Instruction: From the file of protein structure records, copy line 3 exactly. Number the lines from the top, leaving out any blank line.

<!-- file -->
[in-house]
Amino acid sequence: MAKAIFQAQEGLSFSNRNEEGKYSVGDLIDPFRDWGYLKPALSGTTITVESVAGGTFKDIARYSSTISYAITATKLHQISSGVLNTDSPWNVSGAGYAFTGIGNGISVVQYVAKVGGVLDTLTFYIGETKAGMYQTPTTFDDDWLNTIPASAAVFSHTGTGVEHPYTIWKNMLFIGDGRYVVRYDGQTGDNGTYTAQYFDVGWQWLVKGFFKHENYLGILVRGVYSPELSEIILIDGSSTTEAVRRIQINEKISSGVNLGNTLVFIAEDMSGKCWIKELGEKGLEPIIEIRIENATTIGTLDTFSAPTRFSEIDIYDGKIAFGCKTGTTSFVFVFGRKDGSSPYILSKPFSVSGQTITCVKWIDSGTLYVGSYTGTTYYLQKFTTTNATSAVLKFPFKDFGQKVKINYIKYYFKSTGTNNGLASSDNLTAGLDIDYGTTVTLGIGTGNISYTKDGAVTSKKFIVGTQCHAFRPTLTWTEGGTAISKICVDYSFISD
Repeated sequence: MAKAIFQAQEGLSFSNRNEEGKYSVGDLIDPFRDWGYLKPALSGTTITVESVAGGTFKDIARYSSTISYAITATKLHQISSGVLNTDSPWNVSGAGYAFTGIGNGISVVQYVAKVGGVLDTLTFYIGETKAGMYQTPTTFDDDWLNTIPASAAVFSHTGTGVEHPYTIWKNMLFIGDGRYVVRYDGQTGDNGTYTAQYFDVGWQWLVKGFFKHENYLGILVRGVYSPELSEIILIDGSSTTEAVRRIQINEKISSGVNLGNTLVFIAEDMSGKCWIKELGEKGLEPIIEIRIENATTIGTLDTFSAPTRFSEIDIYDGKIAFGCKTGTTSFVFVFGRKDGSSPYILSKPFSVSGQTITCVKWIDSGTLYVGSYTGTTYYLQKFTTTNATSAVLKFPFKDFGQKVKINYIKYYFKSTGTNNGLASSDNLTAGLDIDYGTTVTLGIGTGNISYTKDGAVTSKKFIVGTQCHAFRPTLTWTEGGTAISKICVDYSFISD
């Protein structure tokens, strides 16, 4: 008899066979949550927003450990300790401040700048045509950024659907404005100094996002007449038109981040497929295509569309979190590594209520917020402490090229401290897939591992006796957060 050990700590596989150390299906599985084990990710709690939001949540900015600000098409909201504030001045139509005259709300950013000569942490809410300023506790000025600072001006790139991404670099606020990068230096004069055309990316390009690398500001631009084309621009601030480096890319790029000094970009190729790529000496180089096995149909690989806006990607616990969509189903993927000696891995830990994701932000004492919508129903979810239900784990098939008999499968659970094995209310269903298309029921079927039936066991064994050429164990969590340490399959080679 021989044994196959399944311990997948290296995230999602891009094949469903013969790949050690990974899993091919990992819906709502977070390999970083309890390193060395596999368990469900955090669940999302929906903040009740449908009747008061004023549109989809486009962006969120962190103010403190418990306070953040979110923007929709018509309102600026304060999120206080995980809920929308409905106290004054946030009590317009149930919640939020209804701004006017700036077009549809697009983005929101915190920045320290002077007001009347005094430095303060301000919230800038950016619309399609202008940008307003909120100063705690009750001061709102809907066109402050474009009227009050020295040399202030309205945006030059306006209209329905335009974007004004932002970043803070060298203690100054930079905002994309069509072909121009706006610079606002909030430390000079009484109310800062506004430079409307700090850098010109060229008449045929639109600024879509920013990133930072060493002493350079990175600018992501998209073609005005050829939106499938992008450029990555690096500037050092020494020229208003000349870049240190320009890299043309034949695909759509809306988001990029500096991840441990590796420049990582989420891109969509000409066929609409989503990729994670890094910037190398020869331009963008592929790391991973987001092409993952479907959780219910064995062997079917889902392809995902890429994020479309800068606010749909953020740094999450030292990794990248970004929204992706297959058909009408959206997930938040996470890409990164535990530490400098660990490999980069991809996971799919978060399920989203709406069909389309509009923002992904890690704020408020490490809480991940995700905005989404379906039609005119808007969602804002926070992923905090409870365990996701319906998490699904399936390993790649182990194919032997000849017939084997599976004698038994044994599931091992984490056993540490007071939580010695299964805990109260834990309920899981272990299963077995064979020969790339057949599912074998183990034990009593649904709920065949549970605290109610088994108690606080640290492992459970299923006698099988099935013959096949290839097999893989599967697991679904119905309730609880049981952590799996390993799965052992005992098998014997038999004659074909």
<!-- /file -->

Repeated sequence: MAKAIFQAQEGLSFSNRNEEGKYSVGDLIDPFRDWGYLKPALSGTTITVESVAGGTFKDIARYSSTISYAITATKLHQISSGVLNTDSPWNVSGAGYAFTGIGNGISVVQYVAKVGGVLDTLTFYIGETKAGMYQTPTTFDDDWLNTIPASAAVFSHTGTGVEHPYTIWKNMLFIGDGRYVVRYDGQTGDNGTYTAQYFDVGWQWLVKGFFKHENYLGILVRGVYSPELSEIILIDGSSTTEAVRRIQINEKISSGVNLGNTLVFIAEDMSGKCWIKELGEKGLEPIIEIRIENATTIGTLDTFSAPTRFSEIDIYDGKIAFGCKTGTTSFVFVFGRKDGSSPYILSKPFSVSGQTITCVKWIDSGTLYVGSYTGTTYYLQKFTTTNATSAVLKFPFKDFGQKVKINYIKYYFKSTGTNNGLASSDNLTAGLDIDYGTTVTLGIGTGNISYTKDGAVTSKKFIVGTQCHAFRPTLTWTEGGTAISKICVDYSFISD